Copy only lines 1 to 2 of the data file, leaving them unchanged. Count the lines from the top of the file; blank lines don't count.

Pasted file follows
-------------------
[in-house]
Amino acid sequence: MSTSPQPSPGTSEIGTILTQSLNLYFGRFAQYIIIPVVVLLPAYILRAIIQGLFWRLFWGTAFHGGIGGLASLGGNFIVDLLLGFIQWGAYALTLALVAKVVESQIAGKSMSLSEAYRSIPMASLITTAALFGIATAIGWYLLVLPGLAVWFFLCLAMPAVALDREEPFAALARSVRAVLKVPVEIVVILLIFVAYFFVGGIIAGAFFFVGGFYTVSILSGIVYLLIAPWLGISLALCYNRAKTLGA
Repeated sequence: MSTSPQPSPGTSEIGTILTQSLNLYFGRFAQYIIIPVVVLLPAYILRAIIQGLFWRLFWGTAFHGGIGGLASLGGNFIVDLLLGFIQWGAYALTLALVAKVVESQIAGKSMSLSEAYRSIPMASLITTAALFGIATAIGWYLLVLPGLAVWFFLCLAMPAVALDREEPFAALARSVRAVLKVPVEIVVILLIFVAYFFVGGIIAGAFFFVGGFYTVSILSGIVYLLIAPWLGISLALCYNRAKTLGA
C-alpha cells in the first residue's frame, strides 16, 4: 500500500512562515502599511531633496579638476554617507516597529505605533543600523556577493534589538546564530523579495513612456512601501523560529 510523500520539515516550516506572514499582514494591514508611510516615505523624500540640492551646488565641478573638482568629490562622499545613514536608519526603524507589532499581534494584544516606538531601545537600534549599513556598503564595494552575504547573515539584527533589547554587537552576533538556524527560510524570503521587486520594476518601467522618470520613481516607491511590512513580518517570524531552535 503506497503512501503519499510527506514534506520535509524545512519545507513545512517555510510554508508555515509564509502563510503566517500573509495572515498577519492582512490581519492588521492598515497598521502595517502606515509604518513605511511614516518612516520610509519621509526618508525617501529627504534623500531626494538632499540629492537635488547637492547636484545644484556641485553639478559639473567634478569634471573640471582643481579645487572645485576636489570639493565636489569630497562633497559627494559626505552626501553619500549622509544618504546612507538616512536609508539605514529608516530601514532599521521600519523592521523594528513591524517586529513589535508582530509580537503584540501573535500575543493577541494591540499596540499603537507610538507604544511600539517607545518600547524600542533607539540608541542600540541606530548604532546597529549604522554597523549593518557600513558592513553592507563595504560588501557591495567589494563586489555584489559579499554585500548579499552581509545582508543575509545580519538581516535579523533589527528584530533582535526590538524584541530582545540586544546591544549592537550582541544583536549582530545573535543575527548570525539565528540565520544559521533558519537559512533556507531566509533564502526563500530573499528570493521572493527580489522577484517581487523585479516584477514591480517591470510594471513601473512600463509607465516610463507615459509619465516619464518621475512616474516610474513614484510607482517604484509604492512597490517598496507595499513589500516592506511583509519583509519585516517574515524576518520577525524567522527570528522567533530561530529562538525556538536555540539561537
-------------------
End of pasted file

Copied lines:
[in-house]
Amino acid sequence: MSTSPQPSPGTSEIGTILTQSLNLYFGRFAQYIIIPVVVLLPAYILRAIIQGLFWRLFWGTAFHGGIGGLASLGGNFIVDLLLGFIQWGAYALTLALVAKVVESQIAGKSMSLSEAYRSIPMASLITTAALFGIATAIGWYLLVLPGLAVWFFLCLAMPAVALDREEPFAALARSVRAVLKVPVEIVVILLIFVAYFFVGGIIAGAFFFVGGFYTVSILSGIVYLLIAPWLGISLALCYNRAKTLGA